So I’ve handed in my resignation. The final letter cutting off my umbilical cord with this company I grew to love. Called up the husband and his parting words were ‘..the safety net is off, now fly.’
I hope I’ve thought this through.
The words Base Jumper cross my head.
I was in Switzerland for most of last year, working out of our global office, merci beaucoup. I was living alone, travelling across Europe with new friends and had never felt more adventurous. So I decided to paraglide. I’m not usually the sporty kinds so this was a big deal. I felt free, fluttering over the gorgeous Alps, breathing in crisp Swiss air and feeling literally on top of the world.
While I was landing, tethered to a million ropes and strapped to a pro, doing a tandem paraglide, feeling ridiculously adventurous, we crossed a cliff with a bunch of guys standing on top. My guide pointed at them and said they were Base Jumpers.
Base Jumping is a kind of parachuting, giving adrenaline junkies a buzz that lasts just seconds. But BASE jumpers don’t dive out of planes. They jump without any strings attached from tall buildings, bridges and cliffs (BASE stands for Buildings, Antennas, Spans and Earth).
They could jump from heights of as high as a 1,000 meters and open the parachute barely a few hundred meters from the ground.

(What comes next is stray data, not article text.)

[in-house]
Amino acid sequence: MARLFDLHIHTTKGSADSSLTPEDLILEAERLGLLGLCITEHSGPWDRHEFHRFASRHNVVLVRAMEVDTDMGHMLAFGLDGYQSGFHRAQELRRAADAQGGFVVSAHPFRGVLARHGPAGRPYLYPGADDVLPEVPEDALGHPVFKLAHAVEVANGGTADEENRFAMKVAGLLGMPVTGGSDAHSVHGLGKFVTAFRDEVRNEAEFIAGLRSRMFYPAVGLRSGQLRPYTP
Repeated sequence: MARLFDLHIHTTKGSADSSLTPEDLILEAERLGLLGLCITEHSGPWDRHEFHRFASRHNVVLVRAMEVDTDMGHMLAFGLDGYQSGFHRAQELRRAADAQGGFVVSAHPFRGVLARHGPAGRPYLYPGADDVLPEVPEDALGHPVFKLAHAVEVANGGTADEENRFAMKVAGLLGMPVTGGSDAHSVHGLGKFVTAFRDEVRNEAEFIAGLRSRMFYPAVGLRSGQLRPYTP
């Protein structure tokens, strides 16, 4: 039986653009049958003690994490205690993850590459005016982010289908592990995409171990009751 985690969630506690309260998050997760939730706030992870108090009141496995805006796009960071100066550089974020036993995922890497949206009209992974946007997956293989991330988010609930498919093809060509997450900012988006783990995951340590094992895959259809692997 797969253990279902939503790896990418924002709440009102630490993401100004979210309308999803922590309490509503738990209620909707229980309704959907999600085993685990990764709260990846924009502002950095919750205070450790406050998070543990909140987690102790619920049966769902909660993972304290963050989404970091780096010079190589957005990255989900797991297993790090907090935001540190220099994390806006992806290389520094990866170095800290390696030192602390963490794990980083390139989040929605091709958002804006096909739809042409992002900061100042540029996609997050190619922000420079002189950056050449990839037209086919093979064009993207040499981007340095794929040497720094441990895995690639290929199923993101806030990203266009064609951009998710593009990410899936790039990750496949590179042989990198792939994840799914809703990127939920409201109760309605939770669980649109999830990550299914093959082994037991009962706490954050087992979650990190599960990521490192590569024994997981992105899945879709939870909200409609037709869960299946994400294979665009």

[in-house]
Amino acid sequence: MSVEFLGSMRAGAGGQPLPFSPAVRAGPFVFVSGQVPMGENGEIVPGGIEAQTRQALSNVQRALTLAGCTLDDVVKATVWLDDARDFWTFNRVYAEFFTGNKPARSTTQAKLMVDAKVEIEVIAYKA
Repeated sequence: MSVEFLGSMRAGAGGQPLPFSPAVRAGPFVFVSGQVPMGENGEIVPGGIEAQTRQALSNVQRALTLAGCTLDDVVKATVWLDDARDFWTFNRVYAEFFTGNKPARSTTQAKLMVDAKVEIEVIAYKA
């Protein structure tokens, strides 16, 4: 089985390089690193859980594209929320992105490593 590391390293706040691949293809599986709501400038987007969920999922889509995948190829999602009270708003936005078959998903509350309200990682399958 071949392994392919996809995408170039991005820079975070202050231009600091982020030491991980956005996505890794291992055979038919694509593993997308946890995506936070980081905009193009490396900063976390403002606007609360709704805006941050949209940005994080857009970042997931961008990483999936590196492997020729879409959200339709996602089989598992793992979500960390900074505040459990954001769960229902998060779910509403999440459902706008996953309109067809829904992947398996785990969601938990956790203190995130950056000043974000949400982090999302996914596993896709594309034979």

It’s caused 25 people to die in 2014. (Source: http://www.blincmagazine.com/forum/wiki/Fatality_Statistics)
Jumping off a cliff. Without a safety net. Without a hand to hold.
I’m pretty sure I’m standing on the edge of a cliff, getting ready to base jump right now.
In that case, I have no option but to prepare as a base jumper would.
First thing, inform family and friends.
This is going to be a freaking crazy ride and I have no clue where I’m going to land. So yes, important to do that.
Second, make a will.
Well, not exactly a will but surely figure out how I’m going to be managing my finances while I stop earning. Sure, the husband earns, but I LOVE my financial independence and I’ll have to start making money as soon as possible without dipping too much into the savings.
Third, talk to other experienced jumpers.
Over the last few weeks I’ve met and spoken to several folks who’ve jumped ships, rather built their own ships and they all had one thing in common – belief and a manic fighter spirit.
Fourth, have a backup plan in case the parachute fails.
While I really hope I fly, I know I need a fall back option if this thing doesn’t work out – are the HR consultants reading this, listening?
So I’ve decided to take the jump and I have a few cliffs I want to take the leap from. Photography and content writing being a few.
Tomorrow onwards I begin my flight through each of these.
Let’s see where this jumper lands.